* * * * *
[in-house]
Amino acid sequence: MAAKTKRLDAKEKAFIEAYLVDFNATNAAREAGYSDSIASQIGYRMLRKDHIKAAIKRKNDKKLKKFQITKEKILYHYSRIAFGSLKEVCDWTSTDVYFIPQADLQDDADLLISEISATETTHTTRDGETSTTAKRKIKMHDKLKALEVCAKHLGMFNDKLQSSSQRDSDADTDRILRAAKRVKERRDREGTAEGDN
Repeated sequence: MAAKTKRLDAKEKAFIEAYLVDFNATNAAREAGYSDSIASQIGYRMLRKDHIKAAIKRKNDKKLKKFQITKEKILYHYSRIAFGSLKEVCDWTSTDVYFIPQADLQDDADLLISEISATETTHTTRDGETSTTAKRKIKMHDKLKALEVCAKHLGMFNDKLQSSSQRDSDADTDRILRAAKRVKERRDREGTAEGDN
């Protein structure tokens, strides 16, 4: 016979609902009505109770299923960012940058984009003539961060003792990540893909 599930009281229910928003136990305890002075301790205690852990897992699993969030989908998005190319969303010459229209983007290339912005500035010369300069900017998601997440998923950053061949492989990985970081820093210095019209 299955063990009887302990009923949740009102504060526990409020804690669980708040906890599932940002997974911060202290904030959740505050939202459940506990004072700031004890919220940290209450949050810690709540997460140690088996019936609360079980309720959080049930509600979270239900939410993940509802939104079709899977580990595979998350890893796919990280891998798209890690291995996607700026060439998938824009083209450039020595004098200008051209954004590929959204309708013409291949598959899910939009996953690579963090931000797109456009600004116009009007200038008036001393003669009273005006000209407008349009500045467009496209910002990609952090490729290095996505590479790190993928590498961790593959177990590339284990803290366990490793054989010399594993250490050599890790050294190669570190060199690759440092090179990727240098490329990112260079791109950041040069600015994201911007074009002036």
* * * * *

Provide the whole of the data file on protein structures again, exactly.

[in-house]
Amino acid sequence: MAAKTKRLDAKEKAFIEAYLVDFNATNAAREAGYSDSIASQIGYRMLRKDHIKAAIKRKNDKKLKKFQITKEKILYHYSRIAFGSLKEVCDWTSTDVYFIPQADLQDDADLLISEISATETTHTTRDGETSTTAKRKIKMHDKLKALEVCAKHLGMFNDKLQSSSQRDSDADTDRILRAAKRVKERRDREGTAEGDN
Repeated sequence: MAAKTKRLDAKEKAFIEAYLVDFNATNAAREAGYSDSIASQIGYRMLRKDHIKAAIKRKNDKKLKKFQITKEKILYHYSRIAFGSLKEVCDWTSTDVYFIPQADLQDDADLLISEISATETTHTTRDGETSTTAKRKIKMHDKLKALEVCAKHLGMFNDKLQSSSQRDSDADTDRILRAAKRVKERRDREGTAEGDN
């Protein structure tokens, strides 16, 4: 016979609902009505109770299923960012940058984009003539961060003792990540893909 599930009281229910928003136990305890002075301790205690852990897992699993969030989908998005190319969303010459229209983007290339912005500035010369300069900017998601997440998923950053061949492989990985970081820093210095019209 299955063990009887302990009923949740009102504060526990409020804690669980708040906890599932940002997974911060202290904030959740505050939202459940506990004072700031004890919220940290209450949050810690709540997460140690088996019936609360079980309720959080049930509600979270239900939410993940509802939104079709899977580990595979998350890893796919990280891998798209890690291995996607700026060439998938824009083209450039020595004098200008051209954004590929959204309708013409291949598959899910939009996953690579963090931000797109456009600004116009009007200038008036001393003669009273005006000209407008349009500045467009496209910002990609952090490729290095996505590479790190993928590498961790593959177990590339284990803290366990490793054989010399594993250490050599890790050294190669570190060199690759440092090179990727240098490329990112260079791109950041040069600015994201911007074009002036």